November Meteor Showers


Story by Zoe Wexler, Staff Writer

As the orbit of the Earth coincided with the paths of several comets, three major meteor showers lit up the night sky throughout all of November. Since these celestial events were visible without the use of a telescope, anyone around the Northern Hemisphere could view them given the right time and conditions. Although light pollution may have been an obstacle, astronomy fans were able to see the meteors through the official NASA All Sky Fireball Network.

The earliest occurring meteor stream of November was the Orionids, originating from the debris of Halley’s Comet. They appeared around the Orion constellation above Betelgeuse, hence the name, with an hourly rate of fifteen to twenty meteors during its peak. Although the Orionids began in early October and peaked later that month, they were still visible in certain parts of the Northern Hemisphere until early November. This meteor shower was one of the fastest, traveling at about 148,000 miles per hour. Although the moon may have washed out the light of the meteors, some viewers were able to see the Orionids on October twenty-first and twenty-second in the eastern sky during the early hours of the morning before sunrise.

The Taurid meteor shower was the next to take place in November, surrounding the Taurus constellation in the southeast direction. These Taurids were unique in the sense that they were actually two entirely separate meteor streams, the Northern and Southern Taurids. These meteors are the cosmic debris of Encke’s comet, which will not finish its current orbit around Earth until June 2020. The Southern Taurids began this year in early September, remaining visible in some parts of the world until late November. Although they were supposed to peak around November 5th, the peak was not very significant, with no more than five meteors per hour, traveling at twenty-eight kilometers each second.

The Northern Taurids were about the same around their peak, which occurred on November 12th. This meteor stream began halfway through the Southern Taurids in mid-October, and continued as late as early December. The Northern portion of the Taurids were over twice the speed of the Southern meteors, going by at 147,000 miles per hour.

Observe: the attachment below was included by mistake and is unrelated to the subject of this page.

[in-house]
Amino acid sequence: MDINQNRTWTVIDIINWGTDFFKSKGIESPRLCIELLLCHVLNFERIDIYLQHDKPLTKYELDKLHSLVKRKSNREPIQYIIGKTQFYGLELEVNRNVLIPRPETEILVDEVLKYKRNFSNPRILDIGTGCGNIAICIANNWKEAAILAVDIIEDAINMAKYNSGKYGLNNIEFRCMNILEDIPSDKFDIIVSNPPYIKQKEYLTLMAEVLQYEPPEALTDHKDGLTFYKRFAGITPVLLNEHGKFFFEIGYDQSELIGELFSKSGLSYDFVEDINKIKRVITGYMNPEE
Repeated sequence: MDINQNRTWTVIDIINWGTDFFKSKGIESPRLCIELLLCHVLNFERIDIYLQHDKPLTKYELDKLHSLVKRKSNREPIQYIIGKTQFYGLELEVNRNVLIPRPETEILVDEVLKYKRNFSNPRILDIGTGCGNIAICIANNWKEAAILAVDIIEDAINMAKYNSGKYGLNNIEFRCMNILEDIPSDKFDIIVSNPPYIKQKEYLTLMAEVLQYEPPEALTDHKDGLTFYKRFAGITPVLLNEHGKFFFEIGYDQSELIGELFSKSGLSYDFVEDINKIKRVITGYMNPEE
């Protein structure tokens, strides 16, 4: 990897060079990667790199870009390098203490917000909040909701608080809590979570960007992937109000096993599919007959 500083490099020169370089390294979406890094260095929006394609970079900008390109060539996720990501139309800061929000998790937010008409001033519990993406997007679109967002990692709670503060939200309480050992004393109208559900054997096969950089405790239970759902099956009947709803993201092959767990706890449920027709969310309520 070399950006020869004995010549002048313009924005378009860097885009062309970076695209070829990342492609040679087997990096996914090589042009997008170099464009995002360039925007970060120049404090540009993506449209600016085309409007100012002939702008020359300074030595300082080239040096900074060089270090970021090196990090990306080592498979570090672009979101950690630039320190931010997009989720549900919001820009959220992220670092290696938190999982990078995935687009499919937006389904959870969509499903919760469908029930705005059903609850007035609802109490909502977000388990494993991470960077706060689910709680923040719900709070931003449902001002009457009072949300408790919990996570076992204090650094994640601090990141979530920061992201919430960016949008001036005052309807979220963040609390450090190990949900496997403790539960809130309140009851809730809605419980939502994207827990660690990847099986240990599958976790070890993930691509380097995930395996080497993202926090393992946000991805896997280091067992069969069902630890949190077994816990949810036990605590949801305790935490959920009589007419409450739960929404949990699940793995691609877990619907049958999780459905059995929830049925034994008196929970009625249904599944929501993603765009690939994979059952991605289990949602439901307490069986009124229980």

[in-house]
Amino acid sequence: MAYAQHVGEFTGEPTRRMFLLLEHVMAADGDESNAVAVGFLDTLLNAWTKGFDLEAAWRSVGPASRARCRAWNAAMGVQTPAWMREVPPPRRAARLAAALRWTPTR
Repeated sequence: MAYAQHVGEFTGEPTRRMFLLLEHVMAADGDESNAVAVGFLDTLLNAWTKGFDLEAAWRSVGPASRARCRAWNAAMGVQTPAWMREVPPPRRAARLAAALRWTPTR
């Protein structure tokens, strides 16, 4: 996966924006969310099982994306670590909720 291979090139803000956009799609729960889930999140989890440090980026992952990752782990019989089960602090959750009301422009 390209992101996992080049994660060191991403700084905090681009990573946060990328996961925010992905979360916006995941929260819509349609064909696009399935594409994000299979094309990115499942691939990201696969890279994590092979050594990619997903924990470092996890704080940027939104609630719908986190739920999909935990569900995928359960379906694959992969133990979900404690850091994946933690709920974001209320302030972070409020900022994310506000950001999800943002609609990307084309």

The last meteor shower in November was the Leonid meteor stream. This debris comes from the Tempel-Tuttle comet, and was most visible during its peak on November seventeenth. The meteors appeared just above the Leo constellation in the early morning when facing the east. About fifteen meteors appeared every hour, going by at 158,000 miles per hour. These meteors were the fastest to occur during November, and were among some of the fastest to be visible from Earth. The Leonids began within the first week of November, and were active through the end of the month.

Although all of the meteor shower peaks have already happened, that does not mean that all recent meteor activity is finished. It is still possible for many of these meteor showers to be viewed, if not in person, then from official websites and livestreams. Many other celestial events will occur in the coming months as well, as the Geminid meteor shower will be visible early December, as well as Mercury’s greatest western elongation.

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